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Abrahm Loeb, a Harvard professor and astrophysicist (pictured above) says that the evidence of extraterrestrial life can hide on the surface of the moon

Alien life may be hidden on the moon and act as a & # 39; fishing net & # 39; to capture interstellar objects, says the Harvard scientist

  • A Harvard scientists say our own moon can hold clues to extraterrestrial life
  • Effects of interstellar object can contain embedded clues from the deep space
  • The surface of the moon would probably hold those indications for billions of years, he says
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The evidence of extraterrestrial life can be a lot closer to home than most think according to a Harvard scientist.

Published in an op-ed in Scientific American, theoretical physicists and Harvard professor, Abraham Loeb, says that our own moon is a & # 39; fishing net & # 39; can be for extraterrestrial life.

& # 39; The idea is to regard the lunar surface as a fishing net for interstellar objects that have been collected over time and may provide building blocks of life from the habitable environments around other stars & # 39 ;, Loeb writes in Scientific American.

Because the moon is geologically inactive, Loeb says the surface is likely to retain intriguing interstellar clues that are brought via asteroid or another astrophysical source instead of burying evidence deep beneath the moon's surface.

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Abrahm Loeb, a Harvard professor and astrophysicist (pictured above) says that the evidence of extraterrestrial life can hide on the surface of the moon

Abrahm Loeb, a Harvard professor and astrophysicist (pictured above) says that the evidence of extraterrestrial life can hide on the surface of the moon

The geological and atmospheric conditions of the moon make the existence of interstellar and possibly extraterrestrial material possible, says Loeb.

The geological and atmospheric conditions of the moon make the existence of interstellar and possibly extraterrestrial material possible, says Loeb.

The geological and atmospheric conditions of the moon make the existence of interstellar and possibly extraterrestrial material possible, says Loeb.

Objects collected by the lunar surface would probably go back billions of years and the moon a kind of & # 39; mailbox & # 39; make, as he says, for objects that fly around our solar system.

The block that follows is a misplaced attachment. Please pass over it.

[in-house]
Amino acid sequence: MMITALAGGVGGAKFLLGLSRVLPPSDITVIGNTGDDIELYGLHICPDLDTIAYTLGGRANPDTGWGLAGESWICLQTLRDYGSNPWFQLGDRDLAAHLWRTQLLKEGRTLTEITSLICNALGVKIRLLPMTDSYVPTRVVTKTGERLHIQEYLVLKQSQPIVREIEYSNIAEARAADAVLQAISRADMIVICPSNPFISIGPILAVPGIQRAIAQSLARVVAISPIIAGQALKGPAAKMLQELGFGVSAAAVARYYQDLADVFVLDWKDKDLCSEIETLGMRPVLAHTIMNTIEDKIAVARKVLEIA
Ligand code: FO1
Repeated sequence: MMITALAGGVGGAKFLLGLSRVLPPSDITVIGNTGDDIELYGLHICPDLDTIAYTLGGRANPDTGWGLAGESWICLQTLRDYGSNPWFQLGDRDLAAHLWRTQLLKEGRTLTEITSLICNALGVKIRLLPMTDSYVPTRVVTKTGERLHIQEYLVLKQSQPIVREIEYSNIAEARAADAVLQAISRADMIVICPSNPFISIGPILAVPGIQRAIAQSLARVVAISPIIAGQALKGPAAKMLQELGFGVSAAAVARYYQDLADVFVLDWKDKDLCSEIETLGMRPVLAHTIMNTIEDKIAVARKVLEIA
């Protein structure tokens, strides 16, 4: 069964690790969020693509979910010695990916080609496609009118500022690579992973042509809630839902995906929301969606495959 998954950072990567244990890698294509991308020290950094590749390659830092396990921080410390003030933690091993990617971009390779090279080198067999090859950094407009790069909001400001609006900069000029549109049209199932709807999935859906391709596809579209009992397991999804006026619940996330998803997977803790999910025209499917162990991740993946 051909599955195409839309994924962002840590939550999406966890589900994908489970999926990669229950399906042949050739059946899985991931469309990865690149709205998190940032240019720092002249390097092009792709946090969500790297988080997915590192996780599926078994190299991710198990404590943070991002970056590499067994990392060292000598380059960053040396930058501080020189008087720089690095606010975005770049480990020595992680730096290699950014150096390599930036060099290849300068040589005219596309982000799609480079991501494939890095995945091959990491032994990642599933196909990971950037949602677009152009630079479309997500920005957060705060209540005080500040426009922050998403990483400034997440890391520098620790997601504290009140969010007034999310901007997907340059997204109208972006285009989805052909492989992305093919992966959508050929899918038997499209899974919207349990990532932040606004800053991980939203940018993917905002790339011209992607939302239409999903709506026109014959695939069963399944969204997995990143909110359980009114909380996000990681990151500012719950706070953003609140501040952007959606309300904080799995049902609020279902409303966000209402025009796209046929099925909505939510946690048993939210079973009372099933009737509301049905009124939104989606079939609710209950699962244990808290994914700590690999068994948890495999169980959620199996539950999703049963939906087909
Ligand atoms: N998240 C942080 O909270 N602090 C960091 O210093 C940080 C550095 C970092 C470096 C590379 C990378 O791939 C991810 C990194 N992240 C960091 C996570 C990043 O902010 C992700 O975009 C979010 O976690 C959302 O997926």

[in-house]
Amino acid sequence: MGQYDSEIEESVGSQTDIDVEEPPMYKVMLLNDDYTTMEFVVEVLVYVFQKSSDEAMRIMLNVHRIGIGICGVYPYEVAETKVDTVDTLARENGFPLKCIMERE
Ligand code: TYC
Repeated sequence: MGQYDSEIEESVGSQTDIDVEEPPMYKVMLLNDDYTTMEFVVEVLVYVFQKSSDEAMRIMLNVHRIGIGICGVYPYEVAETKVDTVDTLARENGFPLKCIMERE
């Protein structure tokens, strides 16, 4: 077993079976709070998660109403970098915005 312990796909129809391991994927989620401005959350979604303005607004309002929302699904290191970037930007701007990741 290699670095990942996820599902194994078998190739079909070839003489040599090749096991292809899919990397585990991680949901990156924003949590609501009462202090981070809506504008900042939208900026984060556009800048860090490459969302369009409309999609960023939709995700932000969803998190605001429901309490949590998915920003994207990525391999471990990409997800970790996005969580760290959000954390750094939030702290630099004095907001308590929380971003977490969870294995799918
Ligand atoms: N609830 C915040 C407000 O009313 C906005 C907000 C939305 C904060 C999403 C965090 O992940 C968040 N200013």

Although most of these impacts would probably be due to objects from our solar system, recent evidence shows that interstellar travelers occur much more often in our galaxy neck than previously thought.

Recently, astronomers have identified the second known interstellar object to enter our solar system – a comet called 2l / Borisov – that will be visible through telescopes for up to a year.

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In 2017, researchers identified Oumuamua, the first – a mysterious cigar-shaped projectile, formally named object that resembled both a comet and an asteroid, although it did not match many of the other defining features that are usually associated with those objects.

Astronomers identified an asteroid-like rock known as Oumuamua, the first known interstellar object that passed through our solar system two years ago. An impression of an artist from Oumuamua is shown

Astronomers identified an asteroid-like rock known as Oumuamua, the first known interstellar object that passed through our solar system two years ago. An impression of an artist from Oumuamua is shown

Astronomers identified an asteroid-like rock known as Oumuamua, the first known interstellar object that passed through our solar system two years ago. An impression of an artist from Oumuamua is shown

Not only do these objects depict extraterrestrial pay dirt on the moon, Loeb says, but studying them could also help inform scientists exactly how much is lurking.

& # 39; With this calibration at hand one can calculate the amount of interstellar material that has accumulated on the lunar surface during history & # 39 ;, he writes.

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Loeb says that based on current measurements of the flux – amount of energy – of interstellar objects, the lunar surface can contain no less than 30 parts per million lunar surface material.